Sunday, May 29, 2005

Which Conservative MPs are not socons

A problem that has arisen in our count of socons within different parties within parliament is one of definition--who counts as a socon? With some, the identification is fairly easy, since they self-identify. Kevin Serviss, for example, is a Pentecostal minister and his acceptance speech at the Sudbury nomination meeted was greeted with cries of 'amen', 'that's right!', etc. (see here).

Campaign Life has published a record of parliamentary votes about the issues that they care about (here), and someone whose voting record is perfectly in accordance with Campaign Life's preferences is at least a possible socon.

It might be better, however, to remove those MPs whose record is not 'perfect'. Here are the Conservatives who in one way or another disappointed Campaign Life:

  1. Gerald Keddy, South Shore; voted for C-250 to include sexual orientation under hate speech; voted against M-83 to study the necessity of abortion; recently has voted for same-sex marriage

  2. Peter Mackay, Central Nova; voted for C-250; voted against M-83; voted for C-13 on reproductive technologies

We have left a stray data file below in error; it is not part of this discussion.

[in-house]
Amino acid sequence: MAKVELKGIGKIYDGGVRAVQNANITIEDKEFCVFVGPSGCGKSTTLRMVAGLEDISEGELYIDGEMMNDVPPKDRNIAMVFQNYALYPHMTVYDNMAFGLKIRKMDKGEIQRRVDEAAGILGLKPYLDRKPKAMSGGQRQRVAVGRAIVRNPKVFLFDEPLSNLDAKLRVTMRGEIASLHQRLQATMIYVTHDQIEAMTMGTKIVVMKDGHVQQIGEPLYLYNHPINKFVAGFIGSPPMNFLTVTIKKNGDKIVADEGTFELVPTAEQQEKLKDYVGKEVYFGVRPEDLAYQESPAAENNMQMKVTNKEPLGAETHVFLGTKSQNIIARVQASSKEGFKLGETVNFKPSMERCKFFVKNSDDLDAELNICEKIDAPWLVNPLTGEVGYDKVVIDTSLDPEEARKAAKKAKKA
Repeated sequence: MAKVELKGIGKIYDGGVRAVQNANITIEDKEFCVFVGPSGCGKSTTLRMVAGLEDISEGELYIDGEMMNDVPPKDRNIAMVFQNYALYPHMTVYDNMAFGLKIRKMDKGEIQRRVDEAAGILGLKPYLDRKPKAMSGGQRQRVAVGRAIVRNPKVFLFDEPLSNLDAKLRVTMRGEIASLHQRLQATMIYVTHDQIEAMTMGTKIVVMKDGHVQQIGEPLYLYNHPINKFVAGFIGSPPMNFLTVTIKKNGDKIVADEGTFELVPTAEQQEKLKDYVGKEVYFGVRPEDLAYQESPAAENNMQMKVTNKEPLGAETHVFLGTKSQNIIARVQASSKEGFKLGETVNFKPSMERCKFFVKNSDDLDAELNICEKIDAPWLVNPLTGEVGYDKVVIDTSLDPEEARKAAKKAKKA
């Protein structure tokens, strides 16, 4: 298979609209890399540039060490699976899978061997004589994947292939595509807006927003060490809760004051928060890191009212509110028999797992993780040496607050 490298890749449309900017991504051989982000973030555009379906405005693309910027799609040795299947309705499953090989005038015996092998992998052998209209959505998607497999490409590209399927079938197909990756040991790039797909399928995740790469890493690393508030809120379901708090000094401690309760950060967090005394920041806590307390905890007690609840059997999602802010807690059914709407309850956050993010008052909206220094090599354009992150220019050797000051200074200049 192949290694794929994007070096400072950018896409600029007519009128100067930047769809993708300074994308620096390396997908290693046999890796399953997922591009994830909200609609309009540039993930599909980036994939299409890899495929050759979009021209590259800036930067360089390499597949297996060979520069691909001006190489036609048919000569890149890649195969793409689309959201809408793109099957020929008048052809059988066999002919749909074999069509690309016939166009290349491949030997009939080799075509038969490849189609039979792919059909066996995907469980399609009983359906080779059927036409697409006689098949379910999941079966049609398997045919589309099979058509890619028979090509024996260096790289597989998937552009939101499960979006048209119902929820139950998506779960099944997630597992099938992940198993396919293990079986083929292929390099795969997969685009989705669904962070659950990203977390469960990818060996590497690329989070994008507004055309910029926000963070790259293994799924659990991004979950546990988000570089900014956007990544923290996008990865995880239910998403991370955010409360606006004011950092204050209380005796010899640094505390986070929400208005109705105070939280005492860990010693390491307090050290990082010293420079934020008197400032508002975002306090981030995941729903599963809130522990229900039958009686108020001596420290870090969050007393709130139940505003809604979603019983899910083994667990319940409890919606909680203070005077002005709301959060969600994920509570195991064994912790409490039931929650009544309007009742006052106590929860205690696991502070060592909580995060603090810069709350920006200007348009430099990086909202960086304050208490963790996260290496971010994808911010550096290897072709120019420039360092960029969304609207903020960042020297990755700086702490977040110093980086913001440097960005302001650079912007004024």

3. Loyola Hearn, St. John's South; voted for C-250

  4. James Moore, Port Moody-etc.; voted against M-83 (and recently for ssm)

  5. Bill Casey, North Nova.; voted against M-83

  6. Rahim Jaffer, Edmonton-Strathcona.; voted against M-83

  7. Inky Mark, Dauphin-etc.; voted against M-83

  8. Jim Prentice, Calgary-Centre.; (voted for ssm)
These Conservatives, we can perhaps assume, aren't socons. (Or can we? Hearn is disqualified for voting for C-250, which made hate-speech towards homosexuals illegal. But one might believe that homosexuality is morally wrong--a socon position--and still support such a law.)

(We shouldn't assume, however, that all the rest are. More on this later.)